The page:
New or renewed memberships since the last newsletter:

Gregory L. Edmonds
5585 Broadview Road
Columbus OH 43230 (614) 506-3782
(330) 887-4776

Eileen Pruett
375 S. High Street, 16th Floor
Columbus OH 43215 (614) 645-8500
Fax: (614) 645-8465

Paula J. Trout, MBA, MPA, JD
President/CEO ADR Forums
P.O. Box 29143
Las Vegas NV 89126-3143 (310) 251-4973/(702) 385-4973
Fax: (702) 448-5106

Hon. Steve Yarbrough, Retired
7818 Westcroft Drive
Sylvania OH 43560-1864 (419) 343-6222
Fax: (419) 824-8389

Theresa M. Zimmerman Consultants, LLC
32200 Miles Road
Solon OH 44139 (330) 328-2562
Community Mediation Services of Central Ohio and the Columbus Bar Association                          Basic Mediation Training February 3 & 4; or April 14 & 15; or June 9 & 10; or September 15 & 16; or December 1 & 2, 2010; Basic Mediation Refresher Course March 10, 2010; Personal/Professional Conflict Resolution Training April 22 or October 20, 2010; and 40 Hour Domestic Mediation Training May 5, 6, 12, 13, & 14, or November 3, 4, 9, 10 & 11, 2010.  Presenter Shelley Whalen, Executive Director of CMS and a past president of OMA.  Training site 91 Jefferson Avenue, Columbus OH, the Thurber Center CLE and CEU’s Contact CMS (614) 228-7191 or Fax: (614) 228-7213  Mailing address:  67 Jefferson Avenue, 2nd Floor, Columbus OH 43215.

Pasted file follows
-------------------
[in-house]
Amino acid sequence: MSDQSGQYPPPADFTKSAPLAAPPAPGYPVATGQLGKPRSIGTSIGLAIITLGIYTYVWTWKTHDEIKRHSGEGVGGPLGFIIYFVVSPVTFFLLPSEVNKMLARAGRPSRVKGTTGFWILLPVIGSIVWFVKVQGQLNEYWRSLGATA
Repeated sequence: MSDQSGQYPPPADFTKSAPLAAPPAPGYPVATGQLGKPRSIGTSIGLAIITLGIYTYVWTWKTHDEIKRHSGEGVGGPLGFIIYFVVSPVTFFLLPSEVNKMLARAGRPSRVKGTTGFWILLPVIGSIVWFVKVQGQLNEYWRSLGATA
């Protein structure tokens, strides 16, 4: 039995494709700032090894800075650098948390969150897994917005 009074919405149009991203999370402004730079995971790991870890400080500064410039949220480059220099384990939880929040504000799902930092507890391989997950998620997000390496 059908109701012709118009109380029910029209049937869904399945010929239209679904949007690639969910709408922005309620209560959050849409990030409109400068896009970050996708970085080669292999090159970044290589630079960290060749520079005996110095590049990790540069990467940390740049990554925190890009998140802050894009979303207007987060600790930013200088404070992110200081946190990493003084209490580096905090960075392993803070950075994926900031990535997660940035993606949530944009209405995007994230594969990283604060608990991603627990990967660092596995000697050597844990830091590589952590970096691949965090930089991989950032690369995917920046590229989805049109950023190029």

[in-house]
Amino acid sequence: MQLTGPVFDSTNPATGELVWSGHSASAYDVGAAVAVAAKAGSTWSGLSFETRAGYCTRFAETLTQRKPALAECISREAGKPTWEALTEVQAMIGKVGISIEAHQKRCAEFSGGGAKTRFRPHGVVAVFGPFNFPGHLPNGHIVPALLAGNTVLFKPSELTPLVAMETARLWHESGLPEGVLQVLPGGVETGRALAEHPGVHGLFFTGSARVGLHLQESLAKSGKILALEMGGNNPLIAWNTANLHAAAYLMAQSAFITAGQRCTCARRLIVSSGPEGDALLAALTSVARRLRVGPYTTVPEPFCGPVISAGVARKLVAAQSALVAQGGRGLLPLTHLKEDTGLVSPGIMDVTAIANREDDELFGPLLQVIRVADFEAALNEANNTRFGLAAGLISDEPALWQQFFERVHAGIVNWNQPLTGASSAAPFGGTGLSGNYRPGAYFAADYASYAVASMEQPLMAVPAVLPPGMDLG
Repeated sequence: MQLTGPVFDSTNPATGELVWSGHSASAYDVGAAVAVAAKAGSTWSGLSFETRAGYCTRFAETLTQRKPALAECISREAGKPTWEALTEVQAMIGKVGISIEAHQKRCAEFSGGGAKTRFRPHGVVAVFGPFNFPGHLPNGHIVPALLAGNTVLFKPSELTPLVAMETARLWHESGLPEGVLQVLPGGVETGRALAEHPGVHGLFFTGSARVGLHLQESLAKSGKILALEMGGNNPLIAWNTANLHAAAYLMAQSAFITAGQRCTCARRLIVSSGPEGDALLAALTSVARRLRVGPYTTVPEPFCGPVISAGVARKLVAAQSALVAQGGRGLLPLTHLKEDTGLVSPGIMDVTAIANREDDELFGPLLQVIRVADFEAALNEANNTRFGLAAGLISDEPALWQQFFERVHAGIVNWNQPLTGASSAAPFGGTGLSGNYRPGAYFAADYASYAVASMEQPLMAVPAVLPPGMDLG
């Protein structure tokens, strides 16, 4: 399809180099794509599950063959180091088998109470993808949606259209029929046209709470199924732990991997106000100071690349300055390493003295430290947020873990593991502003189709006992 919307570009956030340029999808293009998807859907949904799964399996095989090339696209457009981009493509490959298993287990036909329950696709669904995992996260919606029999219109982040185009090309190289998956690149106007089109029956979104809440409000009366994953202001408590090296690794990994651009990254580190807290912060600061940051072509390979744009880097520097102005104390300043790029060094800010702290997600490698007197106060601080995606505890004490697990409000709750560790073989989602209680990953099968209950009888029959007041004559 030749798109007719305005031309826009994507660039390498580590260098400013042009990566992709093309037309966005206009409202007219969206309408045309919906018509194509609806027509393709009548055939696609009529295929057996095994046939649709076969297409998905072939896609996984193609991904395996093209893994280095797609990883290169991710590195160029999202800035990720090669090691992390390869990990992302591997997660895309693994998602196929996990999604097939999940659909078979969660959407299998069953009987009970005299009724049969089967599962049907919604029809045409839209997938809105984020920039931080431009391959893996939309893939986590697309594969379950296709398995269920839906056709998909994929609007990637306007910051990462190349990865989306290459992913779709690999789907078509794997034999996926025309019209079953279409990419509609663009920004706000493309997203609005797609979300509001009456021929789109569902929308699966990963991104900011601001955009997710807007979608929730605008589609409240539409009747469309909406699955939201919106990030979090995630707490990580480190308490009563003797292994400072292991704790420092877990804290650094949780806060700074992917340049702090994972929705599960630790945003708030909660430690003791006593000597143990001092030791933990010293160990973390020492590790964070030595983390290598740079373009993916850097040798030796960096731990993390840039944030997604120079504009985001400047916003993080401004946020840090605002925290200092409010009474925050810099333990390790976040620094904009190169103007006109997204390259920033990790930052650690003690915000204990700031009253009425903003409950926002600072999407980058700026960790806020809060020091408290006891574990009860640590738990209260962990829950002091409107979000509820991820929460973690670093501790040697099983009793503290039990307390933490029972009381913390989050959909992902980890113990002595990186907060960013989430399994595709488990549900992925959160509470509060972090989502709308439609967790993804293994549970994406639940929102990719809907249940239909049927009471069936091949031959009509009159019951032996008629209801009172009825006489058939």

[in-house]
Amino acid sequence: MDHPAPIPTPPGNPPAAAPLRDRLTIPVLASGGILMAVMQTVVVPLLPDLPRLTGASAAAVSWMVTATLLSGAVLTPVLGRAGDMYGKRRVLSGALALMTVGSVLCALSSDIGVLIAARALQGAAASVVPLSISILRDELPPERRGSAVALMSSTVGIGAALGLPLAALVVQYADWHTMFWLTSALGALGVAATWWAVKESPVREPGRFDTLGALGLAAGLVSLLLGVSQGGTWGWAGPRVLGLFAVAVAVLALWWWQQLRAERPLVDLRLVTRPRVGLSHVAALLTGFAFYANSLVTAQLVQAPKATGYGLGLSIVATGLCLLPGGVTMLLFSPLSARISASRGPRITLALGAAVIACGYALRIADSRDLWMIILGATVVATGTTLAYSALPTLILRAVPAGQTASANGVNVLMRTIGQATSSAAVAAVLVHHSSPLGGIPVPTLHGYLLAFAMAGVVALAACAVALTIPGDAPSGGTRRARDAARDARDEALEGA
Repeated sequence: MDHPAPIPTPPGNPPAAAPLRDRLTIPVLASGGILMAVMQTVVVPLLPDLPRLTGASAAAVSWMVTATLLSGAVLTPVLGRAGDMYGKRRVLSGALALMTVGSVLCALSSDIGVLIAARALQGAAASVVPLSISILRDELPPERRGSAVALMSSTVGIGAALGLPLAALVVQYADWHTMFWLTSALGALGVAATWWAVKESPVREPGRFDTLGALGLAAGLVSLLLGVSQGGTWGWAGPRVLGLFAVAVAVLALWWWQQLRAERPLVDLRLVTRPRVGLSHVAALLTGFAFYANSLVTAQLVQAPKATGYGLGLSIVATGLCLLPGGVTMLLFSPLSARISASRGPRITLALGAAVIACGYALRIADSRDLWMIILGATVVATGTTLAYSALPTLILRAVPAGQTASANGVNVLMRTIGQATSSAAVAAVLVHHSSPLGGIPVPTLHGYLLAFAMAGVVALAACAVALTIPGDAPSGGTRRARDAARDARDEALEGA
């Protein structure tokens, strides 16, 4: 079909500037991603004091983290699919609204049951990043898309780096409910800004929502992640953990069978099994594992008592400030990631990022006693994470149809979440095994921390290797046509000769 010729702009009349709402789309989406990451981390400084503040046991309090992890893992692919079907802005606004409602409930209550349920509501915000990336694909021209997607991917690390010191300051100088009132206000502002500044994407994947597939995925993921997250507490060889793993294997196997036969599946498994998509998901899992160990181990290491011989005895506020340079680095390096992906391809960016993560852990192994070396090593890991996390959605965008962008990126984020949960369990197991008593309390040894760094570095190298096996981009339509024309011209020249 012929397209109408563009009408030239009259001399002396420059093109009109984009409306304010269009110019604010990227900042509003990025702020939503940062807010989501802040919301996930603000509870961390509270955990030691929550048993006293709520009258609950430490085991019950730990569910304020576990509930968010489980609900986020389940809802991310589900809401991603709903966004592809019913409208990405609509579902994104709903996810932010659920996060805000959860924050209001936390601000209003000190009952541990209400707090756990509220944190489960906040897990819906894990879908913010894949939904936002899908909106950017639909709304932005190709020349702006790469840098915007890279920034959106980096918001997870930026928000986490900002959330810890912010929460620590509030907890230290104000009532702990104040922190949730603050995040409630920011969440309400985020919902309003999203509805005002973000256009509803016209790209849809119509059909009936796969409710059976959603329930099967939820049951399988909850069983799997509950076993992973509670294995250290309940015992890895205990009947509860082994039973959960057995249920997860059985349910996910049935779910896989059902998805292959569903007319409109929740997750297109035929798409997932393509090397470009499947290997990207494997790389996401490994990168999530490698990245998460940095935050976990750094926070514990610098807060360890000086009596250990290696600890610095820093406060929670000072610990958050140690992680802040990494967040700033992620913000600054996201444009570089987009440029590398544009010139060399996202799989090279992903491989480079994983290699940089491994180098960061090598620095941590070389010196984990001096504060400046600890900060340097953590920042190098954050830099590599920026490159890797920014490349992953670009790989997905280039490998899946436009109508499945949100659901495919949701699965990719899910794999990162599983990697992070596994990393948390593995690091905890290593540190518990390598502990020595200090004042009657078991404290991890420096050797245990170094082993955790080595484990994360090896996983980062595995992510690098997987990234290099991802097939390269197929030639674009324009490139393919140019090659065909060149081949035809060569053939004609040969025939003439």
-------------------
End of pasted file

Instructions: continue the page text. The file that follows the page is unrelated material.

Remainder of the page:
Capital University Law School Center for Dispute Resolution
Center for Dispute Resolution, Capital Law School, 303 E Broad Street, Columbus OH 43215-3200, Phone (614) 236-6430/ Fax (614) 236-6956 CDR Directors include Roberta S Mitchell and Scot E Dewhirst, Co-Directors of the Center, and Terrence T Wheeler, Executive Director of the Center.  Please visit our website at to gain more detailed information on our trainings or to register on-line.

Cleveland Mediation Center
United Office Building, Suite 906 2012 West 25th Street Cleveland, Ohio 44113 2005 Presenters include Dan Joyce and Wendy Hawbaker.  For further information on all training contact: Bob Curtis, Training Co-coordinator Phone: (216) 621-1919, extension 500 Fax: (216) 621-3202 E-Mail .

North Coast Conflict Solutions and Cleveland Mediation Center
2010 Trainings.  Information about these trainings is available on the MANO website at:

The Association of Attorney-Mediators Advanced Attorney-Mediator Training and Annual Meeting, March 26 and 27, 2010 in St. Louis, Missouri